• Report
     | 
    OCT 15, 2019

    At 31.0%, ownership of smart TVs may appear relatively low, but this average disguises notable differences related to age, household income and location. It’s no surprise that the early adopters of smart TVs in Thailand are older adults, affluents and those residing in urban areas. High income was the single factor most likely to indicate a smart TV owner.

  • Report
     | 
    OCT 15, 2019

    Daily time spent with broadcast radio stood at 1 hour, 20 minutes (1:20), on average, down just 1 minute from Q2 2018. That said, time spent with online press is growing, at an average of 1:04 this year, vs. 51 minutes in 2018. Audio and video habits continue to evolve, with change still driven chiefly by younger users.

  • Report
     | 
    OCT 15, 2019

    Moreover, mobile time spent reached an average of 3:36, balanced with the 3:37 spent with PCs and tablets. Adoption of newer digital devices continues to grow, especially in affluent households. In H1 2019, 31.2% of internet users polled by GlobalWebIndex owned a smart TV, while 16.2% owned a TV streaming stick.

  • Report
     | 
    OCT 15, 2019

    Ownership of smart TVs is still lingering below the halfway mark as of H1 2019, at 43.3%. On the other hand, half of 35- to 44-year-olds had a smart TV, as did nearly 60% of those in the top 25% of households, ranked by income. By contrast, smart-home products are struggling to gain traction. Just 8.3% of males owned this type of device and 4.5% of females.

  • Report
     | 
    OCT 15, 2019

    As smart TVs gradually catch on in Australia, alternatives to traditional TV viewing are finding significant audiences. However, penetration of broadcast TV was still higher than that of subscription video-on-demand (SVOD) services like Netflix, according to the survey.

  • Report
     | 
    OCT 15, 2019

    The share of internet users owning a smart TV is approaching 40%. Smart TV ownership rose in parallel with age and passed the halfway mark among respondents living in affluent households. In Q1 2019, male respondents were significantly more likely than females to have listened to broadcast radio or read print press in the month prior to polling.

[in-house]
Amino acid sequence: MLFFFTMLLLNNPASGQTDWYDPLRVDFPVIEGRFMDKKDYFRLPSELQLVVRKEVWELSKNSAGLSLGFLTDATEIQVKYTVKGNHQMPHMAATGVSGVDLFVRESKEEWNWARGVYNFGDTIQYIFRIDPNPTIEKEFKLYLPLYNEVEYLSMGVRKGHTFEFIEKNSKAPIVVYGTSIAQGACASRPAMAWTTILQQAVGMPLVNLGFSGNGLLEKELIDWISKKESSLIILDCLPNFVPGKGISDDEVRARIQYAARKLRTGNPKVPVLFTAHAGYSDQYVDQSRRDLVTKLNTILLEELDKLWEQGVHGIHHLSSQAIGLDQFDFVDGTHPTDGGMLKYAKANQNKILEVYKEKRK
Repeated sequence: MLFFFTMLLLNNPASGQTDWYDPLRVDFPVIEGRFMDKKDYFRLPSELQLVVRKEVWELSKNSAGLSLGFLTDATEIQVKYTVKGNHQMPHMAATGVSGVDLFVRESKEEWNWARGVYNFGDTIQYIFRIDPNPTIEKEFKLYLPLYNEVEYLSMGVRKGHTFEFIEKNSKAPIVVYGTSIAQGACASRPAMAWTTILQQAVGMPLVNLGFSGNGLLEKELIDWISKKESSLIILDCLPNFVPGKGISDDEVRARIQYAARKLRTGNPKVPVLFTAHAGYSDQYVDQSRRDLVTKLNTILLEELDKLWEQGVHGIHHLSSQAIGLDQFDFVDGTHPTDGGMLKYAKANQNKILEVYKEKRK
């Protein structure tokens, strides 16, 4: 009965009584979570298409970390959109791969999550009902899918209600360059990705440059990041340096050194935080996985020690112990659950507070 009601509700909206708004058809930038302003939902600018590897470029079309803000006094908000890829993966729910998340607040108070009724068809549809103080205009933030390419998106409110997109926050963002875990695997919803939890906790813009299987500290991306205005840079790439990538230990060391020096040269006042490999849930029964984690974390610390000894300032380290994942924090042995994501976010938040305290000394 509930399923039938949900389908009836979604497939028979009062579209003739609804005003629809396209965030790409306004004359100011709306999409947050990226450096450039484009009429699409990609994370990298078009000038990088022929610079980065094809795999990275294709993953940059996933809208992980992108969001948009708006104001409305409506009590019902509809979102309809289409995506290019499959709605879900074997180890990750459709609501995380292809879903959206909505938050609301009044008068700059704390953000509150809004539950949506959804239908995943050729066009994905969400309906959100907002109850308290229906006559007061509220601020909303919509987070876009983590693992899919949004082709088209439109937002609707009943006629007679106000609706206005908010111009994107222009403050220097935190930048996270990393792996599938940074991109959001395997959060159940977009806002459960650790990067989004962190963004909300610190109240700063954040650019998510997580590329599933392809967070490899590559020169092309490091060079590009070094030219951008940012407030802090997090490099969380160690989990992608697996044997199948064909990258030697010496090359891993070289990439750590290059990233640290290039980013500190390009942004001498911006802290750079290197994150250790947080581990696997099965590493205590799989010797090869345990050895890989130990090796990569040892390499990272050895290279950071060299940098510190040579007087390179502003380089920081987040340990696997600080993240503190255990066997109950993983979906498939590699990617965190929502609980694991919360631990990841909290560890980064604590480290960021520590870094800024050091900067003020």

• Report
     | 
    OCT 15, 2019

    As of H1 2019, just 37.6% of respondents had invested in a smart TV. Admittedly, ownership was substantially higher in the most affluent homes. That seems to confirm that internet users in Hong Kong consider the smart TV as a nice-to-have device, and not a priority purchase. Patterns of social networking were very similar to those for live TV viewing.

  • Report
     | 
    OCT 15, 2019

    Notwithstanding the popularity of both TV and digital video, most internet users haven’t yet invested in a smart TV, cited by just 44.0% of respondents. Affluent households were more likely to own one (52.6%), however. By contrast, 96.5% of internet users ages 16 to 64 owned a smartphone.

  • Report
     | 
    OCT 15, 2019

    The centrality of mobile devices is reflected in time spent figures. Mobile activities accounted for 4 hours, 7 minutes (4:07) per day, on average. Only seven of the 41 countries polled by GlobalWebIndex in 2019 posted a longer average mobile time spent. PCs and tablets were not far behind mobile, however, averaging 3:48 daily.

  • Report
     | 
    OCT 15, 2019

    During the same period, smart TVs also attracted new users; in H1 2019, 48.2% of the respondents in the survey owned an internet-enabled TV. Notwithstanding the widespread usage of smart TVs, 24.3% of respondents also owned a TV streaming stick or similar device. In the most affluent households, that share was more than 31%.

  • Report
     | 
    OCT 15, 2019

    Ownership of smart TVs is approaching 50%. But age is a major determinant in the uptake of digital entertainment. Smart TV ownership has already passed the halfway mark among males, and all but the least affluent internet users. This isn’t surprising, in a market where consumption of TV and other video content is rapidly diversifying.